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15 October 2014
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Identifying those who died at Fukuoka camp on Kyushu island

by cambsaction

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Contributed by 
cambsaction
People in story: 
Pat Goulden, Alan Christopher Winall
Location of story: 
Singapore, Sumatra, Java, Japan
Background to story: 
Army
Article ID: 
A7980221
Contributed on: 
22 December 2005

Alan Christopher Winall

[Story told by Pat Goulden]

In the course of researching my family history, I came across my uncle Alan Christopher Winall, he was a gunner in the 89th Battery of the 35th Light AA Regiment of the Royal Artillery. On the 13th November 1941 the Regiment departed from Greenock on the Empress of Japan sailing down the river Clyde in convoy. They arrived in Durban SA on the 18th December 1941, where they enjoyed shore leave. They transferred to the Narkunda and sailed on the 24th December 1941 reaching Singapore on the 13th January 1942. After landing they were taken to a camp known as Chick-A-Boo very close to the village of Nee Soon. Two troops of the 89th (my uncle among them) were sent to Sumatra to re-inforce the 6th Heavies. The Japanese dropped from the sky on Sumatra and following some hand to hand fighting the British troops escaped to Java, where they were finally captured. They were then sent to Japan suffering an nightmare journey on the Singapore Maru, where 25 men of the 35th were buried at sea, the remainder going to Fukuoka camp on Kyushu island. After many privations my uncle succumbed to Beri Beri on the 26th December 1945 aged 32 years.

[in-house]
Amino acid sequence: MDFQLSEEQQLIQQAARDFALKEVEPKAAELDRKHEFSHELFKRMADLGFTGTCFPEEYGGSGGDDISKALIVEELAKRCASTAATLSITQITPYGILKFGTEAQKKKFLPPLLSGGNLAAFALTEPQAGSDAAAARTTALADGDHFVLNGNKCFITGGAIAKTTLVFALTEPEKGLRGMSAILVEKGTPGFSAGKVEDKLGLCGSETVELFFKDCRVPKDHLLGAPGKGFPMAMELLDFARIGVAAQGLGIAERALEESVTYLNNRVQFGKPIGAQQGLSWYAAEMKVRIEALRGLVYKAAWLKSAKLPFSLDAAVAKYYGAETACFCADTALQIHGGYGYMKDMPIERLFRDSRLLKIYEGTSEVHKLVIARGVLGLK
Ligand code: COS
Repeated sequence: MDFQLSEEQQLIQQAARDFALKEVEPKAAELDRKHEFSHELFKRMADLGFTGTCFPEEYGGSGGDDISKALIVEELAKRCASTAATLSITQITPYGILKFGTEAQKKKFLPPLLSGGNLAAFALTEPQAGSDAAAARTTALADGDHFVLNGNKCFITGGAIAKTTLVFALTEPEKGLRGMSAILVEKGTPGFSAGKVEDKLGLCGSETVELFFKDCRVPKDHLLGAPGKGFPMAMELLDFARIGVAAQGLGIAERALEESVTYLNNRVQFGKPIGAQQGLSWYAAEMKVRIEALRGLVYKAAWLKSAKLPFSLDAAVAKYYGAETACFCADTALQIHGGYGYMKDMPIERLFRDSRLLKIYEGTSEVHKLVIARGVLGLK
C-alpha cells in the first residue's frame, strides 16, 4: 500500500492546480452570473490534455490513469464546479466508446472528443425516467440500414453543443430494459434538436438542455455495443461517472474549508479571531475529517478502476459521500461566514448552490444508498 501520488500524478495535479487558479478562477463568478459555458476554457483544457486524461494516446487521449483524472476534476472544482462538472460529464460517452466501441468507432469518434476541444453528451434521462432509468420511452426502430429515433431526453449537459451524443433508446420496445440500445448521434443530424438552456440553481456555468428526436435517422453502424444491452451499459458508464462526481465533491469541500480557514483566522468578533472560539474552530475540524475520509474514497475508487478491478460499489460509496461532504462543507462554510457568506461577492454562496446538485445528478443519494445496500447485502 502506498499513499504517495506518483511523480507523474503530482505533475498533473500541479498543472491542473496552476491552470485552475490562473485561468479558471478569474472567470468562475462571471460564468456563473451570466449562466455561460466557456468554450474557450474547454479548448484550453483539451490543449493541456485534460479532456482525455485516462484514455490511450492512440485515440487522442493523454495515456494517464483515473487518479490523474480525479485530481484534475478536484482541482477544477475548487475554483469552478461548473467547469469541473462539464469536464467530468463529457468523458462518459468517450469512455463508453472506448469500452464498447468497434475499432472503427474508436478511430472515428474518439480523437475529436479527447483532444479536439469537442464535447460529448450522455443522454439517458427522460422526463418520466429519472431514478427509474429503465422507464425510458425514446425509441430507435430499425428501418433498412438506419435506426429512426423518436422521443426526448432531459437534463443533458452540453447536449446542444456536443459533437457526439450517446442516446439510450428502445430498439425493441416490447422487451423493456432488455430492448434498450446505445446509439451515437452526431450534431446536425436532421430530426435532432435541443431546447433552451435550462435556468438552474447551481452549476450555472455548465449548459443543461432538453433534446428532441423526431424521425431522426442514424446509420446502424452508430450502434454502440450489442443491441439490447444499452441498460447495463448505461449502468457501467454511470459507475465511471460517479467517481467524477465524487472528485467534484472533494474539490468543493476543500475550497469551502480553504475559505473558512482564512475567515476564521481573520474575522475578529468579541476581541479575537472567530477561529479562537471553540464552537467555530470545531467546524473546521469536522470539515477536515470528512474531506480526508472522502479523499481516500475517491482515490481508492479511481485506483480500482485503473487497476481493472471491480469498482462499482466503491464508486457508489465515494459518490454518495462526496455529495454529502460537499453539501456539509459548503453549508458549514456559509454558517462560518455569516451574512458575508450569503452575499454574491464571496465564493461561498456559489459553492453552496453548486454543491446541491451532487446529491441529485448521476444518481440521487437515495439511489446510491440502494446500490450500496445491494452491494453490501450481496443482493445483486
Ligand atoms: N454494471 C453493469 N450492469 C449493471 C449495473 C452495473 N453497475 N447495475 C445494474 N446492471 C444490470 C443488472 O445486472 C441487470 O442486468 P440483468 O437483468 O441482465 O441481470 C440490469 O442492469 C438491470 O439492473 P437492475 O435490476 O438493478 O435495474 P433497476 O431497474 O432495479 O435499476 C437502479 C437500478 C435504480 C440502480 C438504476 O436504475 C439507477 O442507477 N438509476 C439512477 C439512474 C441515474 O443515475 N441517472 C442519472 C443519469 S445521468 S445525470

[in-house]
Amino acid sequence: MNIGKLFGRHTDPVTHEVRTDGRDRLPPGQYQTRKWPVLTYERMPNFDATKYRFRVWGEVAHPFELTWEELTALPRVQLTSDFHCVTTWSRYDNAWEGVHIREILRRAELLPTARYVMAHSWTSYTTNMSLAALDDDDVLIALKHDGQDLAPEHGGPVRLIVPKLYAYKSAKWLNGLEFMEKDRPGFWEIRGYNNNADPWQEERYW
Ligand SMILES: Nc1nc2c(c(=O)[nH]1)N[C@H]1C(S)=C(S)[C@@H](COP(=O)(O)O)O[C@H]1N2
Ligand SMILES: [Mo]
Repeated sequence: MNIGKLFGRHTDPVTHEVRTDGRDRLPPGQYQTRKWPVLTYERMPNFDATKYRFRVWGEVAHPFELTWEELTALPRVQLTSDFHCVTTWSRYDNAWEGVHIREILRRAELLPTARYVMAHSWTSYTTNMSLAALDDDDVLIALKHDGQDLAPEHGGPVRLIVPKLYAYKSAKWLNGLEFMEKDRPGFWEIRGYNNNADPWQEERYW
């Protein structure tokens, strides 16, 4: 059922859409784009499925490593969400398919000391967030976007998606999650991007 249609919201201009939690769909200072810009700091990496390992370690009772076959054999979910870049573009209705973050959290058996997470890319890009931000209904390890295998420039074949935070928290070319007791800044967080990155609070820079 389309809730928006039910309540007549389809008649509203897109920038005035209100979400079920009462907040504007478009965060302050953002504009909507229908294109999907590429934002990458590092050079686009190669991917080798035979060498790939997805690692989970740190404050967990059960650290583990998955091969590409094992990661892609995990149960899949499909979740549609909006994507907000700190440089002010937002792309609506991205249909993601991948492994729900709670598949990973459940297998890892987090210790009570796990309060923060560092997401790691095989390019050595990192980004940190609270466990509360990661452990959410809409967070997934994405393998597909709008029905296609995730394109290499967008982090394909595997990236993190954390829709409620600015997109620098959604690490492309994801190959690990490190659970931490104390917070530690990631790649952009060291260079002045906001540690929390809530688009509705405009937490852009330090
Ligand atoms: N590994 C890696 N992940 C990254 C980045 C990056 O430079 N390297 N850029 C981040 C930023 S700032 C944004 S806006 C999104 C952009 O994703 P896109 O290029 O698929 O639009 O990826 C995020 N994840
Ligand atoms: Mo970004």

Following the capitulation, the American forces entered the camp finding a large wooden cross had been erected surrounded by a fence, under the cross were the funeral urns containing the ashes of some of the men who had died. A hundred urns all containing ashes of men who had died between December 1944 and March 1945 were taken to America and buried at St Louis Jefferson National Cemetery in Missouri.

Through contacting FEPOW (Far East Prisoners of War) I was put in touch with a Naval Officer based at Jefferson Barracks who had taken an interest in a memorial in the cemetery. Of the one hundred servicemen buried at the site most were American, with fifteen British, three Australian and a handful of Dutch. He has identified two of the Australians and eight of the British, my uncle being the ninth. I would like to help him identify the remaining seven British and one Australian. All of them were Royal Artillery Heavy AA and Light AA crews.

Bombadier WA Bell
Lance Bombadier D (?) AC Jarvis
Lance Corporal HG French
Sapper AJ Vedmore
Private JE Petty
Sergeant LE Osborne

Private JS Nicholl

Your help would be much appreciated

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